Black and White
Duration(in mins):
91-92
Length(in feet):
8,280
Length(in reels):
10
Country:
United States
Passed by NBR:
Yes
SYNOPSIS

During the Civil War, in Missouri, while preparing a caravan en route to California, frontier scouts Bill Jackson and Jim Bridger connive the drunken town marshal to release fellow scout Clint Belmet by coercing Felice, an orphan French girl, to pose as his bride. That night, as the caravan camps, the pioneers perform a ritual of chivalry on the "newlyweds" and Clint tries to coerce Felice into consummating the "marriage," but she rebuffs him. Next the caravan comes upon a stagecoach that has recently been ambushed and learns that the U.S. Cavalry has deserted its posts on the plains to join General Grant's army, leaving travellers unprotected. Despite the constant Indian menace, the settlers reach the Rocky Mountains, where the scouts find a deer killed with an arrow and begin to suspect Lee Murdock, the only survivor of an earlier Indian massacre, of siding with the Indians. Meanwhile, Felice falls in love with Clint, but her talk of home and marriage sends him into the woods alone, insisting he will always be a scout. There Clint spies Murdock conspiring with the Indians and, when Jim and Bill advise him to settle down because the railroad will make scouts obsolete, he confesses his love for Felice. As the three head back to camp, they hear Indians approaching and run to warn the settlers, who have begun crossing the river. As women load guns, each family works to defend itself, while Jim and Bill compete to see who can kill the most Indians. When Murdock shoots Jim, Bill kills Murdock before dying himself from an arrow. Clint then ignites the kerosene wagon in the ... +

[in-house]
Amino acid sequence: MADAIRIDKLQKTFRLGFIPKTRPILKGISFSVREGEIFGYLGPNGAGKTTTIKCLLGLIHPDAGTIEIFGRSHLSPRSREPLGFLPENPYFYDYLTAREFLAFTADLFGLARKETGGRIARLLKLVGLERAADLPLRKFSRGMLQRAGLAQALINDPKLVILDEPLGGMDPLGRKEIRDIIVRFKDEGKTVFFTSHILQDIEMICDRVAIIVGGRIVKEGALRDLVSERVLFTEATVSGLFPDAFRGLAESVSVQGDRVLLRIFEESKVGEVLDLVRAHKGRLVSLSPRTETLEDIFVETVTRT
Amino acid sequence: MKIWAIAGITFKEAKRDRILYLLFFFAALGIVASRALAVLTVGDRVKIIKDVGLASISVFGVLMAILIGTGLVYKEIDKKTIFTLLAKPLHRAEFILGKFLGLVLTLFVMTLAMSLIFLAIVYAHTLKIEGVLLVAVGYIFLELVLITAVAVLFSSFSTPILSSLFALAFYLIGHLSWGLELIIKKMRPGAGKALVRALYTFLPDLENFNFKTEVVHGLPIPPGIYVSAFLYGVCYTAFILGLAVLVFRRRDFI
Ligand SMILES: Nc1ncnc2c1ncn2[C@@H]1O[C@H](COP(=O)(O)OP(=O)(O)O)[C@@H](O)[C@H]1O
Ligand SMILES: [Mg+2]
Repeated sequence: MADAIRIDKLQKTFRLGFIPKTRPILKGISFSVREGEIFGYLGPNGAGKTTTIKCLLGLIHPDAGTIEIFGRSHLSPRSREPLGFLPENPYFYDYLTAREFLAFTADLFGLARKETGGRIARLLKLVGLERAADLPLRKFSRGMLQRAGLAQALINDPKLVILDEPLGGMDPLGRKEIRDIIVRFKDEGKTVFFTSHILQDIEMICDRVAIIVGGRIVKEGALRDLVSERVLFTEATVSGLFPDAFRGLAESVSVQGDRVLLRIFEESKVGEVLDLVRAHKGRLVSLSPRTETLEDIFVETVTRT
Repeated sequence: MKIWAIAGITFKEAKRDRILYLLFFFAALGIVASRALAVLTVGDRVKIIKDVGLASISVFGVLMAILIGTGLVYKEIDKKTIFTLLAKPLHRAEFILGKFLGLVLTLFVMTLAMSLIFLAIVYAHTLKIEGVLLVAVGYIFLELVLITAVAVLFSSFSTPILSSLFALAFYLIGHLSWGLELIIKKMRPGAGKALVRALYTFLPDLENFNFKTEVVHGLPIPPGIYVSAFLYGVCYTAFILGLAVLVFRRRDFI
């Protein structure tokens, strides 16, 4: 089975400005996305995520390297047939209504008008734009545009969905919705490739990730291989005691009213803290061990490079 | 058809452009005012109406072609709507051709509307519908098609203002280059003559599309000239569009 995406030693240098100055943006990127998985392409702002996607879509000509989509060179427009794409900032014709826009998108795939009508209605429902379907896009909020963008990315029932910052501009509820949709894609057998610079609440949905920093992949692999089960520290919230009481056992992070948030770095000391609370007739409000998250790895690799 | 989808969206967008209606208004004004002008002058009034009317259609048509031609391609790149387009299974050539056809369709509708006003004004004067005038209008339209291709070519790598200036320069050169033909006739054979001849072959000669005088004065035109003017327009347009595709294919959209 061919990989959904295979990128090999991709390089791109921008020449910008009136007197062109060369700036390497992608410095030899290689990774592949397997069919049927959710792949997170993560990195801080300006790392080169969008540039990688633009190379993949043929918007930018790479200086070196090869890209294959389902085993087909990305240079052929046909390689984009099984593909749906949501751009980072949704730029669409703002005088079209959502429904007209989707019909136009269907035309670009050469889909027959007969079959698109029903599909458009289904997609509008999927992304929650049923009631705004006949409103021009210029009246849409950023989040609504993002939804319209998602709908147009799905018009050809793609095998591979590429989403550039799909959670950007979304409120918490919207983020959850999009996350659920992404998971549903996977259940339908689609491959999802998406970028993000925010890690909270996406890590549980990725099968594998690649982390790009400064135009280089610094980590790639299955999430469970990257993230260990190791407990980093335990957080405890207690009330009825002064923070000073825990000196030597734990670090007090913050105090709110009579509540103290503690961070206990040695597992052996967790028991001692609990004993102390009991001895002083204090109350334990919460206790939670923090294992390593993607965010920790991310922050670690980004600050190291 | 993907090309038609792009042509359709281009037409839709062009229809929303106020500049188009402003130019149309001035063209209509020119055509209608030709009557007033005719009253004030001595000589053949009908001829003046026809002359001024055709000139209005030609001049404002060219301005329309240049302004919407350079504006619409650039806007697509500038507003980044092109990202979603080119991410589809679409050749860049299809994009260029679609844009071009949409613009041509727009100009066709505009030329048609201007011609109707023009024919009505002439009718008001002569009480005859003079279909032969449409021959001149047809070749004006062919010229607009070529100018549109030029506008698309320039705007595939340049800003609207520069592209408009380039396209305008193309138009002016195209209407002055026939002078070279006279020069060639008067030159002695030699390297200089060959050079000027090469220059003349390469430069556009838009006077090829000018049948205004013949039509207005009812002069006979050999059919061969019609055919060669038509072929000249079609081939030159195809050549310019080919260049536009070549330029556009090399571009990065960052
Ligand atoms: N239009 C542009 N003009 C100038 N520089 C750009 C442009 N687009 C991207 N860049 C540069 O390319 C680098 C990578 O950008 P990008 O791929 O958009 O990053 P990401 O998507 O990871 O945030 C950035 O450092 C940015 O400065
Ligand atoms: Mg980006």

During the Civil War, in Missouri, while preparing a caravan en route to California, frontier scouts Bill Jackson and Jim Bridger connive the drunken town marshal to release fellow scout Clint Belmet by coercing Felice, an orphan French girl, to pose as his bride. That night, as the caravan camps, the pioneers perform a ritual of chivalry on the "newlyweds" and Clint tries to coerce Felice into consummating the "marriage," but she rebuffs him. Next the caravan comes upon a stagecoach that has recently been ambushed and learns that the U.S. Cavalry has deserted its posts on the plains to join General Grant's army, leaving travellers unprotected. Despite the constant Indian menace, the settlers reach the Rocky Mountains, where the scouts find a deer killed with an arrow and begin to suspect Lee Murdock, the only survivor of an earlier Indian massacre, of siding with the Indians. Meanwhile, Felice falls in love with Clint, but her talk of home and marriage sends him into the woods alone, insisting he will always be a scout. There Clint spies Murdock conspiring with the Indians and, when Jim and Bill advise him to settle down because the railroad will make scouts obsolete, he confesses his love for Felice. As the three head back to camp, they hear Indians approaching and run to warn the settlers, who have begun crossing the river. As women load guns, each family works to defend itself, while Jim and Bill compete to see who can kill the most Indians. When Murdock shoots Jim, Bill kills Murdock before dying himself from an arrow. Clint then ignites the kerosene wagon in the middle of the river and the Indians retreat. The caravan safely arrives in California and Clint and Felice marry. +

Legend
Viewed by AFI
Partially Viewed
Offscreen Credit
Name Occurs Before Title
AFI Life Achievement Award

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The American Film Institute is grateful to Sir Paul Getty KBE and the Sir Paul Getty KBE Estate for their dedication to the art of the moving image and their support for the AFI Catalog of Feature Films and without whose support AFI would not have been able to achieve this historical landmark in this epic scholarly endeavor.